Which is better? Standard time or daylight saving time?
On Sunday, Nov. 1, many Canadians will see time fall back, gaining an hour in the return to standard time (ST).
Ah, fall — that time of year when everything is spiced with pumpkin, old Halloween costumes are dusted off, and we get one blissful extra hour of sleep as we fall back to standard time (ST).
On Nov. 1, many jurisdictions across Canada will fall back an hour as daylight saving time (DST) ends for another year.
For many of us, it’s a way to catch up on some extra sleep that we need, since a majority of Canadian adults are not meeting the minimum of seven to nine hours of sleep per night.
The opposite of course is DST, where we spring forward an hour and actually lose an hour of sleep, temporarily adding to the sleep debt that many of us already have.
So why do we rotate between the two, and is one better than the other?
History of daylight saving
Many of us were told to blame the farmers for bringing in DST.
The truth is, it was first implemented in — wait for it — Port Arthur, Ont., in 1908.
This was followed by Australia, Great Britain, Germany and then the U.S., who implemented it as a means of conserving fuel (mostly coal) by reducing the need for artificial light during the First World War.
Since that time, there have been numerous studies that suggest any benefit of saved energy during the summer months are offset by the winter months.
Regardless of which side you lean to (DST or ST), pretty much everyone is in agreement that we hate having to switch back and forth between the two.
Daylight saving vs. standard time
The debate has now shifted to which one is better. And the gloves are coming off.
People are confused by DST and ST.
Very simply, DST has us wake up earlier (in darker hours) and gives us sunlight later in the day and evening hours.
On the surface, this sounds great! We can stay up longer and cram more into our evening hours.
Businesses such as restaurants, tourism and entertainment venues will see the commercial benefit.
Detrimental effects of DST
The downside of DST? We are harming ourselves physically, mentally and emotionally.
Light is the primary synchronizer of our body clock, keeping our circadian rhythms in harmony with each other and the light-dark rotation of our planet.
As a diurnal species, we are designed to rise with the sun and set with the sun.
What DST does is force us to work against the planet, causing our rhythms to not only drift, but desynchronize. Waking up when it’s still dark outside becomes more difficult, as we’re programmed to get our best sleep during those hours.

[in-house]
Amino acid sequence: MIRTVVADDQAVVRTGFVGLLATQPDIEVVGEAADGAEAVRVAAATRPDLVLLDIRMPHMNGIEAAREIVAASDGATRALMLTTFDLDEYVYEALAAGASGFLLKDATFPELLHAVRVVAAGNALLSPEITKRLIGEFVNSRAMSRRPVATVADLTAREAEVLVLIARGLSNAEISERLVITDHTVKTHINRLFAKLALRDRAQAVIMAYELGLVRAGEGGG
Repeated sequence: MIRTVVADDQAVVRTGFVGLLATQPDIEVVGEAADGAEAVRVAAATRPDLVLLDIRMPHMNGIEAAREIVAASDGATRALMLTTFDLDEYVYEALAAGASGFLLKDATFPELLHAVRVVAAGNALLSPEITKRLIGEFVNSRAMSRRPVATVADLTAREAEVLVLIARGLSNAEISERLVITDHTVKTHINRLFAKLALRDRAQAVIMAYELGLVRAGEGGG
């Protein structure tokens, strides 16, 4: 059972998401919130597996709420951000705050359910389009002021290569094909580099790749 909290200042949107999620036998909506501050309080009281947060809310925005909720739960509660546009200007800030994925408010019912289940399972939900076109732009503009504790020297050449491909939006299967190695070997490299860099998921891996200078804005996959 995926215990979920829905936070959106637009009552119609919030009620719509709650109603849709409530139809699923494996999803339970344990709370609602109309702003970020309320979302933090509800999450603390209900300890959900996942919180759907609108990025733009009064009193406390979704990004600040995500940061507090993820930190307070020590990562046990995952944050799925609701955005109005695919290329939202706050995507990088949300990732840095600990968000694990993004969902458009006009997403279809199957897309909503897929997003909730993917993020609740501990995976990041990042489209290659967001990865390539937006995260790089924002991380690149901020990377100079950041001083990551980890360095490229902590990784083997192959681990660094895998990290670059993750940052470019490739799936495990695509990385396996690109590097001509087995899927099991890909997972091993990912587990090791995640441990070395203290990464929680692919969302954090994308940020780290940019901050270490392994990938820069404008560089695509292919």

The result is that we wake up with more sleep inertia — that groggy feeling that makes us want to throw our alarm through the wall into the room next door.
Think of how this may affect you. We now have groggy bus drivers transporting our groggy kids to school, and groggy commuters wreaking havoc on the roads as we try to make our way to work.
What about those who work night shifts, you ask? Won’t it help them? To some degree, yes. But it will make their dayshift assignments a real problem!
We will see more errors and incidents at the worksite in the morning hours and poorer shift handovers during the morning exchange. There is no benefit to rotating shift workers.
The argument for permanent ST
The later we have sunlight exposure due to DST, the harder it will be to fall asleep at our “normal” bedtime.
You will be pushed to a later start time, not only because of the psychological effect of light at in the evening, but because light reduces melatonin production — our natural sleep hormone.
Melatonin helps us fall asleep and stay asleep. Without it, we incur less quantity and quality of sleep.
There are additional consequences to this, including a negative impact on our immune system (hello, COVID-19) and our mood (welcome, anti-depressants) and less clean-up of the toxins in our brain from the double whammy of being awake longer and getting less sleep (nice to meet you, Alzheimer’s disease).
Leading sleep neurobiologists and circadian researchers worldwide are in agreement — to keep our body clock in sync with our solar clock, it is best to eliminate DST and stay on permanent ST.
The results speak for themselves:
- better sleep
- longer sleep
- improved mental health
- improved immune systems
- safer commuting
- safer work environments.